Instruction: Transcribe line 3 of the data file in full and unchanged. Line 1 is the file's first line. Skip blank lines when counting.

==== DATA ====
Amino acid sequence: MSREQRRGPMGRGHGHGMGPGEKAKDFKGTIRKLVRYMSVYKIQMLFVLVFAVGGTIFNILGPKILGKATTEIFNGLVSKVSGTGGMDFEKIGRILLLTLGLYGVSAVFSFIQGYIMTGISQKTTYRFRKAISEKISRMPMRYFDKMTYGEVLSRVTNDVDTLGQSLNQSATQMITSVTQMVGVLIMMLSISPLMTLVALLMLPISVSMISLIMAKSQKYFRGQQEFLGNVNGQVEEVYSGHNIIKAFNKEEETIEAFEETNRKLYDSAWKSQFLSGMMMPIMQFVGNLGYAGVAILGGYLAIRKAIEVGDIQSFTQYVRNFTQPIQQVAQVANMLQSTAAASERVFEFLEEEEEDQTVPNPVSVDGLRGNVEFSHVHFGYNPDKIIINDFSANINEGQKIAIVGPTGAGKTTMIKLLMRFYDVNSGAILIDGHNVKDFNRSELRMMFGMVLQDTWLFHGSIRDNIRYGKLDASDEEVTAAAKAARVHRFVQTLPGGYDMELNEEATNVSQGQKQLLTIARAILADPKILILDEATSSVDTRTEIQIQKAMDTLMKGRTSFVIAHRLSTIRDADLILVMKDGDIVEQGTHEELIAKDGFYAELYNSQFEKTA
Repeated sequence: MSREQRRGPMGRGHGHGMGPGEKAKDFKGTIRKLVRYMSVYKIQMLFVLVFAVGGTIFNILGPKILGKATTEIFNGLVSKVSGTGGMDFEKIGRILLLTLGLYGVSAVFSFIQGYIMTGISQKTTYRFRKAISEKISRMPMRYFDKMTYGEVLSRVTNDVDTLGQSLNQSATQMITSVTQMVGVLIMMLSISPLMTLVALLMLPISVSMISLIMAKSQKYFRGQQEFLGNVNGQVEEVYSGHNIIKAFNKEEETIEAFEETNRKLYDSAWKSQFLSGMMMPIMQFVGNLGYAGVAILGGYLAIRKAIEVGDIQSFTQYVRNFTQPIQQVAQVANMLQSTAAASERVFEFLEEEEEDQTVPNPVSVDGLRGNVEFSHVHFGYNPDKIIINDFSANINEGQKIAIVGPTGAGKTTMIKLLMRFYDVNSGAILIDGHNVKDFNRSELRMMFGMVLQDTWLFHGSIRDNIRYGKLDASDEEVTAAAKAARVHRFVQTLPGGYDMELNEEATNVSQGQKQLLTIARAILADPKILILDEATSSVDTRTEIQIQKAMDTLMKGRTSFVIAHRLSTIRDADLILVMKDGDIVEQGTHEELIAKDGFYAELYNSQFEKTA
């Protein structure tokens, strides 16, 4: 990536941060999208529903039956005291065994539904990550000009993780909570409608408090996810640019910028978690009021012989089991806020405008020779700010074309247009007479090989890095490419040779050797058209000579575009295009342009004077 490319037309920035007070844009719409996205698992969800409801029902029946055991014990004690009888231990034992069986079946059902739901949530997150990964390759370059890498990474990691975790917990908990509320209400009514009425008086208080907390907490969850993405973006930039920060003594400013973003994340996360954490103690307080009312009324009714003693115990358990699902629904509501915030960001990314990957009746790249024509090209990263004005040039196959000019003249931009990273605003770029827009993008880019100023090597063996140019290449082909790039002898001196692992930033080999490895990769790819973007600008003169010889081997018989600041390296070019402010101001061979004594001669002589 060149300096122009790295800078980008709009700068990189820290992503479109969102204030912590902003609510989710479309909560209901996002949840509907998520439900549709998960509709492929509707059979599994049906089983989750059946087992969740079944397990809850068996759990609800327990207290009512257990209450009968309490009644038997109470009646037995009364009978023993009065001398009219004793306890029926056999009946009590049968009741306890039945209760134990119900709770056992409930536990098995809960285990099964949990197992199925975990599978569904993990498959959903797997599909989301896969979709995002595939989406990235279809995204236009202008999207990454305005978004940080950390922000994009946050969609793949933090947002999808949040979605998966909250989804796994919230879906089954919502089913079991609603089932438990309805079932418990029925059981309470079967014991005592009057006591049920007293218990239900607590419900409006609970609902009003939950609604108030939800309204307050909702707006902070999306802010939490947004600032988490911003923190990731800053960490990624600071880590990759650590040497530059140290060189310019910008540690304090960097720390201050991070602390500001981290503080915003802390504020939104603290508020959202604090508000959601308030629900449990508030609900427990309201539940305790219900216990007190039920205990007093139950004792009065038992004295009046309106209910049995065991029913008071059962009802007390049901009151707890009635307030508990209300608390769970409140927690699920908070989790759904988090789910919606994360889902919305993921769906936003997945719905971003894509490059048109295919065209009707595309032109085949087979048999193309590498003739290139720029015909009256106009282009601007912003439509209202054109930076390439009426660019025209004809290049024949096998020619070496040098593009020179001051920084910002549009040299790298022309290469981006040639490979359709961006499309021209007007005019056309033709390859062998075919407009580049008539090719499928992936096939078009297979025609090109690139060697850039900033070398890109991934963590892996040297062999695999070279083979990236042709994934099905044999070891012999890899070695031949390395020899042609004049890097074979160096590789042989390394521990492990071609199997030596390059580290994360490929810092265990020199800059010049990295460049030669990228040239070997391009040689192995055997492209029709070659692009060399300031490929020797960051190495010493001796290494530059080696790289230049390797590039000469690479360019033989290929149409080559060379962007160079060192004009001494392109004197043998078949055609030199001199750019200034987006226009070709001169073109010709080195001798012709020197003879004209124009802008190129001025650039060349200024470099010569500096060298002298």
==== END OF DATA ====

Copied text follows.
């Protein structure tokens, strides 16, 4: 990536941060999208529903039956005291065994539904990550000009993780909570409608408090996810640019910028978690009021012989089991806020405008020779700010074309247009007479090989890095490419040779050797058209000579575009295009342009004077 490319037309920035007070844009719409996205698992969800409801029902029946055991014990004690009888231990034992069986079946059902739901949530997150990964390759370059890498990474990691975790917990908990509320209400009514009425008086208080907390907490969850993405973006930039920060003594400013973003994340996360954490103690307080009312009324009714003693115990358990699902629904509501915030960001990314990957009746790249024509090209990263004005040039196959000019003249931009990273605003770029827009993008880019100023090597063996140019290449082909790039002898001196692992930033080999490895990769790819973007600008003169010889081997018989600041390296070019402010101001061979004594001669002589 060149300096122009790295800078980008709009700068990189820290992503479109969102204030912590902003609510989710479309909560209901996002949840509907998520439900549709998960509709492929509707059979599994049906089983989750059946087992969740079944397990809850068996759990609800327990207290009512257990209450009968309490009644038997109470009646037995009364009978023993009065001398009219004793306890029926056999009946009590049968009741306890039945209760134990119900709770056992409930536990098995809960285990099964949990197992199925975990599978569904993990498959959903797997599909989301896969979709995002595939989406990235279809995204236009202008999207990454305005978004940080950390922000994009946050969609793949933090947002999808949040979605998966909250989804796994919230879906089954919502089913079991609603089932438990309805079932418990029925059981309470079967014991005592009057006591049920007293218990239900607590419900409006609970609902009003939950609604108030939800309204307050909702707006902070999306802010939490947004600032988490911003923190990731800053960490990624600071880590990759650590040497530059140290060189310019910008540690304090960097720390201050991070602390500001981290503080915003802390504020939104603290508020959202604090508000959601308030629900449990508030609900427990309201539940305790219900216990007190039920205990007093139950004792009065038992004295009046309106209910049995065991029913008071059962009802007390049901009151707890009635307030508990209300608390769970409140927690699920908070989790759904988090789910919606994360889902919305993921769906936003997945719905971003894509490059048109295919065209009707595309032109085949087979048999193309590498003739290139720029015909009256106009282009601007912003439509209202054109930076390439009426660019025209004809290049024949096998020619070496040098593009020179001051920084910002549009040299790298022309290469981006040639490979359709961006499309021209007007005019056309033709390859062998075919407009580049008539090719499928992936096939078009297979025609090109690139060697850039900033070398890109991934963590892996040297062999695999070279083979990236042709994934099905044999070891012999890899070695031949390395020899042609004049890097074979160096590789042989390394521990492990071609199997030596390059580290994360490929810092265990020199800059010049990295460049030669990228040239070997391009040689192995055997492209029709070659692009060399300031490929020797960051190495010493001796290494530059080696790289230049390797590039000469690479360019033989290929149409080559060379962007160079060192004009001494392109004197043998078949055609030199001199750019200034987006226009070709001169073109010709080195001798012709020197003879004209124009802008190129001025650039060349200024470099010569500096060298002298």